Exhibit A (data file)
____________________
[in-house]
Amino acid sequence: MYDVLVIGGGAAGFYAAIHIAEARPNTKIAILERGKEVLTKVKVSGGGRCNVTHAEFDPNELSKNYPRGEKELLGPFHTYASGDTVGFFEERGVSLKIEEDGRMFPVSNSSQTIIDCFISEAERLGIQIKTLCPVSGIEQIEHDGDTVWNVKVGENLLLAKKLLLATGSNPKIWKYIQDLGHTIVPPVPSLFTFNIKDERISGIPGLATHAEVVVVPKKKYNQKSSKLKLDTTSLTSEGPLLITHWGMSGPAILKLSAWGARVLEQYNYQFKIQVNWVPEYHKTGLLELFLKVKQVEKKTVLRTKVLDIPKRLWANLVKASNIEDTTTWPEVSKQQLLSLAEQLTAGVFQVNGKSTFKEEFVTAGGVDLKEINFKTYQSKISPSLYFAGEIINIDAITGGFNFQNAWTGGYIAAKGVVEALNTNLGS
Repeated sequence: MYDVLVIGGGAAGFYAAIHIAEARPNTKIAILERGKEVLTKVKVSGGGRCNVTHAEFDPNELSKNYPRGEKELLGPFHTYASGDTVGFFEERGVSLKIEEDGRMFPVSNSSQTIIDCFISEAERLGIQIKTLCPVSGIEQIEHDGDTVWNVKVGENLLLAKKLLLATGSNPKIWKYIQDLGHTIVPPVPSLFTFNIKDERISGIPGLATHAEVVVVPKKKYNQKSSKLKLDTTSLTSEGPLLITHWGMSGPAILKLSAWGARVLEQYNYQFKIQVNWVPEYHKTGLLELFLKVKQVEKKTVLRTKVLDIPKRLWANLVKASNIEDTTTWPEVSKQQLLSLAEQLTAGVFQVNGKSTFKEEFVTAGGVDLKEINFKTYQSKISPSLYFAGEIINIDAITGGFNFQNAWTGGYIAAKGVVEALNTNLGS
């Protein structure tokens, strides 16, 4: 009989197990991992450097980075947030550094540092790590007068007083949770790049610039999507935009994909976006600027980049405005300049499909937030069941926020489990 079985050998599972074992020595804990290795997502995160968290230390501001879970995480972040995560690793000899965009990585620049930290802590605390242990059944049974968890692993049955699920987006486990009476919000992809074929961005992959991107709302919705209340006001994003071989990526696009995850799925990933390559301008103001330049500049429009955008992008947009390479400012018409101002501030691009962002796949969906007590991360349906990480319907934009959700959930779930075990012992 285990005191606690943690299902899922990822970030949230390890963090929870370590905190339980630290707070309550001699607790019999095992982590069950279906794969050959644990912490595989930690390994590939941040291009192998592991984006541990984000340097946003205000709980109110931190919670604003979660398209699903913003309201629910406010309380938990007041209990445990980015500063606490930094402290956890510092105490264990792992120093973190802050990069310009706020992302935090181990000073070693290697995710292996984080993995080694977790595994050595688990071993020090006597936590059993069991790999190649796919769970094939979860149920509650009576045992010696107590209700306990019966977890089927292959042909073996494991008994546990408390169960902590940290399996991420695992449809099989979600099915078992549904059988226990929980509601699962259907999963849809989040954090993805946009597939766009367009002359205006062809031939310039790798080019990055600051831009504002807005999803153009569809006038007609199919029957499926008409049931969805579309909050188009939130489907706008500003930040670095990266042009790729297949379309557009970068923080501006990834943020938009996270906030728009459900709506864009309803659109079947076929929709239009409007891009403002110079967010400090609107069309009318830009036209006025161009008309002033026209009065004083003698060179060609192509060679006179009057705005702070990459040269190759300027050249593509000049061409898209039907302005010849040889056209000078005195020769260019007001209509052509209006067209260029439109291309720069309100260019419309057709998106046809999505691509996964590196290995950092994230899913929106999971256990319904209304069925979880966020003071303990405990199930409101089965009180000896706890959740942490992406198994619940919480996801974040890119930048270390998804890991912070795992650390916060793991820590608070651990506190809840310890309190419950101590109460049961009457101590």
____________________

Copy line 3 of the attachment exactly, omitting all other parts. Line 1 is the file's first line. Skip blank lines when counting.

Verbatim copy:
Repeated sequence: MYDVLVIGGGAAGFYAAIHIAEARPNTKIAILERGKEVLTKVKVSGGGRCNVTHAEFDPNELSKNYPRGEKELLGPFHTYASGDTVGFFEERGVSLKIEEDGRMFPVSNSSQTIIDCFISEAERLGIQIKTLCPVSGIEQIEHDGDTVWNVKVGENLLLAKKLLLATGSNPKIWKYIQDLGHTIVPPVPSLFTFNIKDERISGIPGLATHAEVVVVPKKKYNQKSSKLKLDTTSLTSEGPLLITHWGMSGPAILKLSAWGARVLEQYNYQFKIQVNWVPEYHKTGLLELFLKVKQVEKKTVLRTKVLDIPKRLWANLVKASNIEDTTTWPEVSKQQLLSLAEQLTAGVFQVNGKSTFKEEFVTAGGVDLKEINFKTYQSKISPSLYFAGEIINIDAITGGFNFQNAWTGGYIAAKGVVEALNTNLGS